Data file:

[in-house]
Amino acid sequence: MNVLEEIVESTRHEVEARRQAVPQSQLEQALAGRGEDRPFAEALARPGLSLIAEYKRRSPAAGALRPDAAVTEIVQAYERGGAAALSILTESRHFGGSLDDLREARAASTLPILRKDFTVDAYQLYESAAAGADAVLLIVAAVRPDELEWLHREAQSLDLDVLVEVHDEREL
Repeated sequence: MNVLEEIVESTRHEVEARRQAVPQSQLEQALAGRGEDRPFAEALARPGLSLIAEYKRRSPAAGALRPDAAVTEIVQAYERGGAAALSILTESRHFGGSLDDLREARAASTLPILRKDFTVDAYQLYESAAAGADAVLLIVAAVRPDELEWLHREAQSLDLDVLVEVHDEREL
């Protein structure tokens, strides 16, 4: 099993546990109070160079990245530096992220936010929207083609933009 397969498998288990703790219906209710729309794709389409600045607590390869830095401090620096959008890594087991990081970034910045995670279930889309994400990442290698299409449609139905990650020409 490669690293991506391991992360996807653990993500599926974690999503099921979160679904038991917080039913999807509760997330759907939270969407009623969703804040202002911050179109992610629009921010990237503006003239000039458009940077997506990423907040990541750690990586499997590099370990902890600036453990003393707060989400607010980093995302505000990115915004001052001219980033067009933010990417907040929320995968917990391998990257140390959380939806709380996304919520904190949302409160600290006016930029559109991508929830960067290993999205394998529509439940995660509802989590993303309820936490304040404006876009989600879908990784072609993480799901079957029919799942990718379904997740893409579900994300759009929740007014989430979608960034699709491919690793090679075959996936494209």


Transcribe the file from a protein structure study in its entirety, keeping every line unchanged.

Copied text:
[in-house]
Amino acid sequence: MNVLEEIVESTRHEVEARRQAVPQSQLEQALAGRGEDRPFAEALARPGLSLIAEYKRRSPAAGALRPDAAVTEIVQAYERGGAAALSILTESRHFGGSLDDLREARAASTLPILRKDFTVDAYQLYESAAAGADAVLLIVAAVRPDELEWLHREAQSLDLDVLVEVHDEREL
Repeated sequence: MNVLEEIVESTRHEVEARRQAVPQSQLEQALAGRGEDRPFAEALARPGLSLIAEYKRRSPAAGALRPDAAVTEIVQAYERGGAAALSILTESRHFGGSLDDLREARAASTLPILRKDFTVDAYQLYESAAAGADAVLLIVAAVRPDELEWLHREAQSLDLDVLVEVHDEREL
């Protein structure tokens, strides 16, 4: 099993546990109070160079990245530096992220936010929207083609933009 397969498998288990703790219906209710729309794709389409600045607590390869830095401090620096959008890594087991990081970034910045995670279930889309994400990442290698299409449609139905990650020409 490669690293991506391991992360996807653990993500599926974690999503099921979160679904038991917080039913999807509760997330759907939270969407009623969703804040202002911050179109992610629009921010990237503006003239000039458009940077997506990423907040990541750690990586499997590099370990902890600036453990003393707060989400607010980093995302505000990115915004001052001219980033067009933010990417907040929320995968917990391998990257140390959380939806709380996304919520904190949302409160600290006016930029559109991508929830960067290993999205394998529509439940995660509802989590993303309820936490304040404006876009989600879908990784072609993480799901079957029919799942990718379904997740893409579900994300759009929740007014989430979608960034699709491919690793090679075959996936494209």